"body, weight, size and clothing"... say what, really. Now which sex is more interested in that then the other, I wonder. The mass stupidity displayed by Ensler and the pathetic interviewer from the ABC, is what passes as something that I cannot even begin to describe, but the article below does try..
It’s about an interview I saw on the state funded, national broadcaster; the ABC here in Australia. That the interview did no harm to the feminist movement shows how indestructible the feminist cause is. Indeed, had any other movement whether political, religious or social in nature offered up anything like this logic it would have been treated with ridicule and contempt.
However, because we are dealing with feminism, the babble becomes sacred babble and must never be criticised. Like religion in the middle ages, feminism is the one true word. The meanings should not be questioned, but simply one should be in awe of its all encompassing correctness. Even when it is wrong, it is correctly wrong. In fact, it is wrong to point out any wrongness, in case that wrongness is seen as evidence that feminism isn’t completely correct. And that, of course, would be wrong.
What’s that got to do with football? Please, read on and all will be revealed. It could be the end of violence.
Eve Ensler wrote a play called the Vagina Monologues and, following this, helped begin the V-Day Movement to end violence against women and girls. She came to Australia last month to deliver the annual Australian Human Rights Centre lecture in Sydney.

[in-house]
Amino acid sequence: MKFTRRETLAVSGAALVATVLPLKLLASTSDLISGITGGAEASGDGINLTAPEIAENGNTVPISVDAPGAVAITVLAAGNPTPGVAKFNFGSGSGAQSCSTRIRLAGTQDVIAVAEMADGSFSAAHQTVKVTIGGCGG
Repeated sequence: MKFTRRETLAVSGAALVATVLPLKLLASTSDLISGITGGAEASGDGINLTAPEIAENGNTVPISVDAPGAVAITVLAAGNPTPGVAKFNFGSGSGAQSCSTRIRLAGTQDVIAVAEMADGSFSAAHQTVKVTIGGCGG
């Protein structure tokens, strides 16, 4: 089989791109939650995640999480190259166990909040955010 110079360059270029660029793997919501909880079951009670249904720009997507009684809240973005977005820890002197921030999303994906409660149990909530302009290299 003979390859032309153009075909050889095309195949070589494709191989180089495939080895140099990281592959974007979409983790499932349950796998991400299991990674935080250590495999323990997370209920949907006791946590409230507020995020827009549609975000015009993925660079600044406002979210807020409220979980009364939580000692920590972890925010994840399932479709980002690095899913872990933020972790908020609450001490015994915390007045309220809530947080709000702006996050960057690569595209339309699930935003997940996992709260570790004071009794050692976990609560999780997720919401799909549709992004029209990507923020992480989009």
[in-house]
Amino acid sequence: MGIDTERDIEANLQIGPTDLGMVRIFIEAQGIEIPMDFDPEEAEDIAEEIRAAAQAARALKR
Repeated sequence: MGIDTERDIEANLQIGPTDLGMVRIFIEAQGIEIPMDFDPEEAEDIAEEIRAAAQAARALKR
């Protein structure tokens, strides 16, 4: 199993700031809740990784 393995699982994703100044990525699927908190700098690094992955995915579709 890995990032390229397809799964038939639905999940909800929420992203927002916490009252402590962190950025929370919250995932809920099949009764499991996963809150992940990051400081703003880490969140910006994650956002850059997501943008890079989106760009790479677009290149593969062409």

The ABC interviewed Ensler on its news analysis program, Lateline (Ensler, We don’t own our bodies: Ensler, 2012). The ABC describes this program as “…a provocative, challenging and intelligent window on today’s world.” They continue to say, “Lateline engages the foremost experts or commentators… to bring you penetrating insights from a range of perspectives (ABC, 2012).”
The foremost expert or commentator who interviewed Ensler was Emma Alberici, who has some twenty years experience in journalism.
This, dear reader, is what passes for “an intelligent window” in Australia today.
The PlayThe word “vagina”
Alberici begins the interview with a general question about her play. Ensler opens up with how “everyone” was scandalised with the word “vagina” in the 1990s. She claims that “you could say ‘Scud Missile’ on the front pages…” but, apparently “if you said vagina the whole world went crazy. “
The next part is worth quoting verbatim:
“And I think part of the reason of doing the play was that so many women I had interviewed had not only, not said the word vagina, they never saw their vaginas, they didn’t know what they looked like, they didn’t know how their vaginas functioned, they didn’t know what gave them pleasure. They didn’t even know their vaginas were their own.”